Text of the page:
It also happens to us who have had our pacemakers/ICDs for a while too.  I was volunteering at the hospital where I got my pacemaker.  Was talking to a rehab lady and she was telling me there was a life time limit of  lifting 57 pounds on the pacemaker side of the body.  I was having a hard time trying not to start screaming at her as I regularly move 4x8 sheets of melamine at 55 pounds per sheet.  I'm moving more that her weight limit and the only person who told me it was a problem was the rehab lady.  I literally walked down three floors and got into a conversation with a security guy who broke a lead on his pacemaker bench pressing 300 pounds.  He said he knew he was pushing the envelope and wasn't surprised he broke a lead.  Up to the 300 pounds he was getting along fine.  So, as I said, a lot of bad information gets repeated over and over.  Because of possible legal action, the medical companies err on the side of caution.  

If you look around the forum you'll find a couple of posts where I was running a larger DeWalt 110 volt power drill.  Got tired of using my arms and started using my shoulder.  Consequently my pacemaker was lying on top of a running 110 volt power drill  No problems.  I finally figured out after I had drilled about a hundred holes that my pacemaker was lying on top of a running drill.  However, no side effects, not dizzy, no problems. So when they tell you that you can't run a grinder because of the magnetic chucks, I'm trying to figure out how big the chucks are and how close you'll be to them.  I doubt, seriously, that you'll be hugging the magnetic chucks, so I don't see where you'll be close enough to them to have a problem.  

My pacemaker was within a foot of one of those rare earth magnets.  This is the kind you have to use some kind of pry bar to separate the magnets.  A very concentrated field, but also concentrated in a small area.  I won't be so stupid as to put the magnet directly over my pacemaker, but there was no effect when I walked by it and the pacemaker was within a foot of it.  

We've also seen people on the forum who have been told not to use a riding lawn mower.  Supposedly the magnetic field put out by the gasoline engine will interfere with the pacemaker.  I haven't had any problems with that type of power equipment and I have yet to see anyone on the forum saying they've had a problem. 

Doctor's aren't too much help either.  Once they get out of their area of expertise, it's like talking to an African witch doctor.  Chanting, using rattles, and spoken curses come into play.  I'm still trying to figure out how people who are so smart in one area can be so dumb in another.  Consequently since they don't understand electricity and magnetic fields they err on the side of caution - probably thinking of how much their liability insurance costs - and they'll just repeat bad information rather than tell you there won't be a problem.  Frustration is a word that doesn't adequately cover my feelings about it.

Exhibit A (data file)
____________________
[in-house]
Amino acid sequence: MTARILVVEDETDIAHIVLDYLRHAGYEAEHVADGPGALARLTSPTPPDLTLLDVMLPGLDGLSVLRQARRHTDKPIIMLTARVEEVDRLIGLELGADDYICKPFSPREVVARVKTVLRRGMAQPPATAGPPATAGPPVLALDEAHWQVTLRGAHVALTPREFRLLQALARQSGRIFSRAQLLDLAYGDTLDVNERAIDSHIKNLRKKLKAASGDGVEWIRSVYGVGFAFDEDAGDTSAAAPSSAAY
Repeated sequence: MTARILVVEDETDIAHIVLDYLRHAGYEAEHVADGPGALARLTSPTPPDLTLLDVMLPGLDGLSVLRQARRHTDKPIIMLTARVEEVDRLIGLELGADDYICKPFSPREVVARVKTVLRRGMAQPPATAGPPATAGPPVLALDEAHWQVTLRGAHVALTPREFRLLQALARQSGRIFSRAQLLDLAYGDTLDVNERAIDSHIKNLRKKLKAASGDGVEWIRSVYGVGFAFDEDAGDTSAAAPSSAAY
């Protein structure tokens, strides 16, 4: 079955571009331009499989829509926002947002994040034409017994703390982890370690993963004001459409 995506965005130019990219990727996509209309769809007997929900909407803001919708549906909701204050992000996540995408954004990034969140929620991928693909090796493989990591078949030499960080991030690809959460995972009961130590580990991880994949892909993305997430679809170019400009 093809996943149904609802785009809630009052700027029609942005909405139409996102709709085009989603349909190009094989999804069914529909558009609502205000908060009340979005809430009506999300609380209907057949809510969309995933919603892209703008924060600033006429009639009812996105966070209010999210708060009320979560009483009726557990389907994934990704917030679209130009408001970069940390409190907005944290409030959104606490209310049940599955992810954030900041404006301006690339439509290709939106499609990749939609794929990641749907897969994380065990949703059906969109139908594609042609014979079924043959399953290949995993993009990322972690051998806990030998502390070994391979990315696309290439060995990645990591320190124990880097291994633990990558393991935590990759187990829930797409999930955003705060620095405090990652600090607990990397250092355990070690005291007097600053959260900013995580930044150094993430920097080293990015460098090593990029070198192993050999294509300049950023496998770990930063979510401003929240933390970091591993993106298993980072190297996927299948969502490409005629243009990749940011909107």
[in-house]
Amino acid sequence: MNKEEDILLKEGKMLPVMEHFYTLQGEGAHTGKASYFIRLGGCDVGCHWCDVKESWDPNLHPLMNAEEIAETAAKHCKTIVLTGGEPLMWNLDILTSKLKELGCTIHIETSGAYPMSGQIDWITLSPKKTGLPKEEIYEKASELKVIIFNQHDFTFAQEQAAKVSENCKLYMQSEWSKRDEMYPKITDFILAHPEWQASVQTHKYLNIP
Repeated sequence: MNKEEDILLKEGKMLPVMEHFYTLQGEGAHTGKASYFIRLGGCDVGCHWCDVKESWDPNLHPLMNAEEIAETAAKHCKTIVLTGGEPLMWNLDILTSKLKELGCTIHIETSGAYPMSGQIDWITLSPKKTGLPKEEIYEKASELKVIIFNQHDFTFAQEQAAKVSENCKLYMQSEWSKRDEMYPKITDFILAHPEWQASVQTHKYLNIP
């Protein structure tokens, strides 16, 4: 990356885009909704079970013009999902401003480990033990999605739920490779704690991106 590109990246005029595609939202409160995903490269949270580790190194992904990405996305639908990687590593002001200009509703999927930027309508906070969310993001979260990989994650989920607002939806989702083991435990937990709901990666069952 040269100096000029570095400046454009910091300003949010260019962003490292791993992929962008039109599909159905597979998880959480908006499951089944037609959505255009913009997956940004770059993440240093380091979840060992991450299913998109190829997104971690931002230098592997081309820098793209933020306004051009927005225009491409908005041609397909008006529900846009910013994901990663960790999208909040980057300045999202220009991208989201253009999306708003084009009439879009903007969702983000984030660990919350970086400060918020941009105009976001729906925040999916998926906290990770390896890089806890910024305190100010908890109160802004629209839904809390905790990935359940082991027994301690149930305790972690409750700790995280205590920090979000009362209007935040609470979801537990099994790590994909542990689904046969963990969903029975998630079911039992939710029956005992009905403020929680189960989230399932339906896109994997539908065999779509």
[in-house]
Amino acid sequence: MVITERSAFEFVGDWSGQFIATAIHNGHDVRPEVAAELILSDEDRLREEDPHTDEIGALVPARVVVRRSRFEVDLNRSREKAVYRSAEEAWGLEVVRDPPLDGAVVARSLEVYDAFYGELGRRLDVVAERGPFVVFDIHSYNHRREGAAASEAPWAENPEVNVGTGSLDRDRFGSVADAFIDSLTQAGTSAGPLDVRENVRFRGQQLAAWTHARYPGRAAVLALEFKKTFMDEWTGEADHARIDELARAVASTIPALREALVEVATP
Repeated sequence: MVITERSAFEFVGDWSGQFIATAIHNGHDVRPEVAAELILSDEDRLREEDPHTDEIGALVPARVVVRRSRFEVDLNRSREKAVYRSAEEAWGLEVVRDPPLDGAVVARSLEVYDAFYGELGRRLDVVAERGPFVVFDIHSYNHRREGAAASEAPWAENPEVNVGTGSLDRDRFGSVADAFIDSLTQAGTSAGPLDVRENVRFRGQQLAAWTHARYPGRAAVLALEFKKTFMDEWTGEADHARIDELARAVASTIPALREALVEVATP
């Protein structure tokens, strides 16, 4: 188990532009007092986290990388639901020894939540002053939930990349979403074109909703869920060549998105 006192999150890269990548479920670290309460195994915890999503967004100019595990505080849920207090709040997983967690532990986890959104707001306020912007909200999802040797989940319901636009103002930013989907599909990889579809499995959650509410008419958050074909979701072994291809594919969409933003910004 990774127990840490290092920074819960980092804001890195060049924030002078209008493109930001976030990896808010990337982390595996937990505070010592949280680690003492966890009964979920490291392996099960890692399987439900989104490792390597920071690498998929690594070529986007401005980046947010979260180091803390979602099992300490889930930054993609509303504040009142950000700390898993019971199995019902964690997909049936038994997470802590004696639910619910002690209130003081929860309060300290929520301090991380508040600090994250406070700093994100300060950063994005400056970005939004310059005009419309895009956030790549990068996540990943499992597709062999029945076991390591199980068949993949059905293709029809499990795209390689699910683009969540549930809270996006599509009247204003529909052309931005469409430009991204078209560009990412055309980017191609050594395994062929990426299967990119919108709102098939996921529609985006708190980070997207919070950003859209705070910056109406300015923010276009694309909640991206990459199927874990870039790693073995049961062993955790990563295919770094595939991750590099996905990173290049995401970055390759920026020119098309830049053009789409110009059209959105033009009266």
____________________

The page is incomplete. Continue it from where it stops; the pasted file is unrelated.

I don't know if your EP will sign off.  Don't know if your HR department or you legal department will look the other way and give you an OK.  Are you working in a union shop?  Personally I don't feel you'll have any problems but I don't know if you'll get others to go along with it even if you do use a testimony from us on the forum.  I just wish you the best of luck and hope things work out.  



by AgentX86 - 2020-09-15 23:39:22

I'm the one who was told in no uncertain terms that I was not to use a riding lawnmower (tractor, actually).  It had nothing to do with the gasoline engine, rather sitting on the alternator.  He had no problem with a weed whacker, chainsaw, or whatever.  The problem is not the gasoline engine but sitting on the alternator.  I was also warned about working under the hood of a car.  Note that I'm pacemaker dependent and may not live through a period of oversensing.  Most others wouldn't have the same result.

As I said, magnets would just set the pacemaker to its default setting.  It would change things but nothing dangerous.  The magnetic sensor is there for the express purpose of disabling enhanced pacemaker feature during medical procedure.  It's not there to harm.

Sorry, but I listen to my EP (and cardiologist).  I tend to do that with people who have saved my life (I do with those who say they'll kill me  too but that's for another forum).

Machine shop equipment interference

by jlmac64 - 2020-11-12 17:19:25

I am not pace reliant, but have an EF of 28%. My EP has told me to stay away from the grinders, although I believe he's speaking from a liability standpoint and not technical knowledge. The stationary magnetic chucks are 6" x 18" and the variable rate chucks are 12"x24" and three phase. I also use a Blanchard grinder that has a 36" dia variable rate chuck that is also very powerful. 
   An engineer from the Chuck manufacturer suggested that I likely wouldn't be able to be within arm's reach of them, but couldn't say definitively without knowing the exact application and that information is over my head. I can stay at least 2 ft away from motor windings on just about everything else in the shop. My only other question is about the wire EDM machines. I have been in other shops that had warning signage for pacemakers, but nothing about distances. 
   I'm currently waiting on my employer to make a decision on having a site evaluation done for EMI/EMF(non union shop). Health comes first, but it is a high paying job and I would really like to know where I stand.  

You know you're wired when...

You make store alarms beep.

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Hi, I am 47 and have had a pacemaker for 7 months and I’m doing great with it.